Comforted to Comfort

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“Praise the God and Father of our Lord Jesus Christ, the Father of mercies and the God of all comfort. He comforts us in all our affliction, so that we may be able to comfort those who are in any kind of affliction, through the comfort we ourselves received from God. For as the sufferings of Christ overflow to us, so through Christ our comfort also overflows.” 2 Corinthians 1:3-5, HCSB

When I was eight years old I was outside playing in the ditch in our front yard (in Archibald, LA), barefoot of course, and a piece of broken glass became lodged in the bottom of my foot. I screamed and cried. I limped inside and sat on the couch. My Mom has always been sympathetic and sweet during such instances, but Dad was really the softy. He sat down on the couch and wrapped me up in his arms like only a father could do. Together, they removed the broken piece of glass, bandaged me up, and then Dad just held me for a while. There’s something about the strong arms of a loving father that have the unique ability to make a little boy’s world “okay,” when it seems everything but okay.

Since I became a father myself, I have had innumerable opportunities to comfort my own children in their various afflictions. Sometimes I have failed. Other times, my heart hurt for them as I wrapped them up in my arms and administered to them the fatherly comfort I learned at the hands of my own Dad when I was a child. Comfort from all places is usually welcomed. But, again, there is just something special about the strong arms of a loving father.

As I’ve traversed the land of the living these thirty-five years, I have often found myself in a torment of soul that remains unrevealed and unknown to most around me. Such affliction can be a very lonely place, an interminable desert of emotional isolation. Perhaps you have experienced something similar in your walk with Christ. But there has never been such an occasion in my walk with Christ when God the Father – “the Father of mercies and the God of all comfort” – has not stepped in to wrap me up in His strong, loving arms. Sometimes He removes the instrument of my pain and bandages me up. Other times the object of my affliction cannot be immediately removed, so I find the affirmation and comfort I need by just sitting with Him a while, resting in the grips of His strong arms there in the desert sand.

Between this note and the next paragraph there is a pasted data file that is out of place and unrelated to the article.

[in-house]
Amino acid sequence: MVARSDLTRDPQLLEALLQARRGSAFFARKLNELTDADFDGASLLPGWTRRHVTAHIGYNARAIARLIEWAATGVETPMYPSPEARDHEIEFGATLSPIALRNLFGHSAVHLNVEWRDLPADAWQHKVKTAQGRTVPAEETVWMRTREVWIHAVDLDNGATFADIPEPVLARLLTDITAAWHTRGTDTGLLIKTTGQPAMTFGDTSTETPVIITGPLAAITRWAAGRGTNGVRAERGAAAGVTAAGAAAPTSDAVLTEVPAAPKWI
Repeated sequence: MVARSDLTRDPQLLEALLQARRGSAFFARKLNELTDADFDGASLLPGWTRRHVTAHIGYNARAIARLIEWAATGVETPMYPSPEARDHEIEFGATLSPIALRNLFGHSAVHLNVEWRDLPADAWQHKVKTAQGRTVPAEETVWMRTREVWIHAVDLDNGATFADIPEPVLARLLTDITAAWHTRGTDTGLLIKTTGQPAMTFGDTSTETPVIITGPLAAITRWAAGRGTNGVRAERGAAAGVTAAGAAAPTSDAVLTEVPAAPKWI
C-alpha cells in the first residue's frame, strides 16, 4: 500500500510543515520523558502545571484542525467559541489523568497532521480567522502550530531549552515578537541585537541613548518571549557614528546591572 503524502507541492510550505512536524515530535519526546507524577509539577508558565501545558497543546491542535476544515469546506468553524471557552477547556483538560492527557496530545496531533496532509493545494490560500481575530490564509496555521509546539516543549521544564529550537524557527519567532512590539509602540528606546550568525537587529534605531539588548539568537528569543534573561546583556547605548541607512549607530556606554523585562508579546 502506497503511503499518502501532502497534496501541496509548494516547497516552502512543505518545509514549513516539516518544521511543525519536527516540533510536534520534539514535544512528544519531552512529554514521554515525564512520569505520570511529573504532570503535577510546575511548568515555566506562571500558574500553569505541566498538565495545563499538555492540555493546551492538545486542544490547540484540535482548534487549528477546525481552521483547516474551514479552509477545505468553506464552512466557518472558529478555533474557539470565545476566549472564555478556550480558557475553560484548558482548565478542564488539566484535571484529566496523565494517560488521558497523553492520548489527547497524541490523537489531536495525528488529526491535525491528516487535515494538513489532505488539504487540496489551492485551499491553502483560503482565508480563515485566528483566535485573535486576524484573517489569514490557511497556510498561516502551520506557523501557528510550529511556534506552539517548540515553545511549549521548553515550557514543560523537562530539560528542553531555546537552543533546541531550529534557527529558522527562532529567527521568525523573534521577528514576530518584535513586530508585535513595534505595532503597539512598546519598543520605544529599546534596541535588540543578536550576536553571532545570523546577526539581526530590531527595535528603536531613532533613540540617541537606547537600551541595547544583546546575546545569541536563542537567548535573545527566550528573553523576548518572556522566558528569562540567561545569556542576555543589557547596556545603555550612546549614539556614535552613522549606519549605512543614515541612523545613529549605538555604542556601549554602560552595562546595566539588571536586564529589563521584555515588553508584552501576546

2 Corinthians 1:3-5 teaches that because I have received such comfort in my sufferings, it is my Christian duty (and privilege) to extend this grace to others who suffer around me. The end of God’s Fatherly mercies and comfort is not my own comfort, but the comfort of those God chooses to place in my company. If I selfishly hoard the comfort of the Father and never extend it to others, I abuse the gift of God. However, if I take the comfort I often receive from Him and extend it freely toward others, I allow myself to be used as a vehicle of the Father’s love. If I love broken people with the heart of Christ then I will go to them with the feet of Christ, speak to them with the voice of Christ, and serve them with the hands of Christ. Sometimes I can help alleviate the pain. Sometimes I can only sit down next to them and help them cry. In this way, God the Father extends His love to the afflicted through me. I become the strong arms of the Father, wrapped around another broken soul. [As a side note, how sad (oxymoronic, even) that Christian arms can often be a source of another soul’s affliction, instead of an extension of God’s long, strong arm of comfort and grace.]

What about you, Christian? What comfort have you received from the Father? And how are you comforting others today with the comfort you have received? There is a time to be the child in the Father’s lap, resting in the security of His strong arms. And there is a time to be an extension of the Father’s strong arm, wrapping yourself around others who are in desperate need of the comfort you have come to know.

Grace and Peace, Tony